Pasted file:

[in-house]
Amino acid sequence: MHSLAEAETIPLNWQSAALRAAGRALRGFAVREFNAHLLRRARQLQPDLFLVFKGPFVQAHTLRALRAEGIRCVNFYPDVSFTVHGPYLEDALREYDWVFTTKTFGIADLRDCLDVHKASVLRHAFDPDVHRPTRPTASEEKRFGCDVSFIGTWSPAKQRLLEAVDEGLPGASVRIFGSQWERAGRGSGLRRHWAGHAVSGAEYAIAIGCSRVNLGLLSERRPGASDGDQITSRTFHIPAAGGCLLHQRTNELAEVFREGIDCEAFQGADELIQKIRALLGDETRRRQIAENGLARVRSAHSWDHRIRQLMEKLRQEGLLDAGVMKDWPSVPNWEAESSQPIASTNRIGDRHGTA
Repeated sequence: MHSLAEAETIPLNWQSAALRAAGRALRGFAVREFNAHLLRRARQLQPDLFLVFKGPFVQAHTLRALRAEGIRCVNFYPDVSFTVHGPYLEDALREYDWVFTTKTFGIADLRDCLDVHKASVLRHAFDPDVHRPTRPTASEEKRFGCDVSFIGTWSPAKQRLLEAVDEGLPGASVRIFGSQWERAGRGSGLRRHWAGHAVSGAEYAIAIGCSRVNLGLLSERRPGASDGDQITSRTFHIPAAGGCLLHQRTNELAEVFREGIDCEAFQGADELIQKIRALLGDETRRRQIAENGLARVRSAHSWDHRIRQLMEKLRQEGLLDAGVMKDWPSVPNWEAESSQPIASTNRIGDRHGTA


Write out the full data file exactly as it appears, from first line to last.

[in-house]
Amino acid sequence: MHSLAEAETIPLNWQSAALRAAGRALRGFAVREFNAHLLRRARQLQPDLFLVFKGPFVQAHTLRALRAEGIRCVNFYPDVSFTVHGPYLEDALREYDWVFTTKTFGIADLRDCLDVHKASVLRHAFDPDVHRPTRPTASEEKRFGCDVSFIGTWSPAKQRLLEAVDEGLPGASVRIFGSQWERAGRGSGLRRHWAGHAVSGAEYAIAIGCSRVNLGLLSERRPGASDGDQITSRTFHIPAAGGCLLHQRTNELAEVFREGIDCEAFQGADELIQKIRALLGDETRRRQIAENGLARVRSAHSWDHRIRQLMEKLRQEGLLDAGVMKDWPSVPNWEAESSQPIASTNRIGDRHGTA
Repeated sequence: MHSLAEAETIPLNWQSAALRAAGRALRGFAVREFNAHLLRRARQLQPDLFLVFKGPFVQAHTLRALRAEGIRCVNFYPDVSFTVHGPYLEDALREYDWVFTTKTFGIADLRDCLDVHKASVLRHAFDPDVHRPTRPTASEEKRFGCDVSFIGTWSPAKQRLLEAVDEGLPGASVRIFGSQWERAGRGSGLRRHWAGHAVSGAEYAIAIGCSRVNLGLLSERRPGASDGDQITSRTFHIPAAGGCLLHQRTNELAEVFREGIDCEAFQGADELIQKIRALLGDETRRRQIAENGLARVRSAHSWDHRIRQLMEKLRQEGLLDAGVMKDWPSVPNWEAESSQPIASTNRIGDRHGTA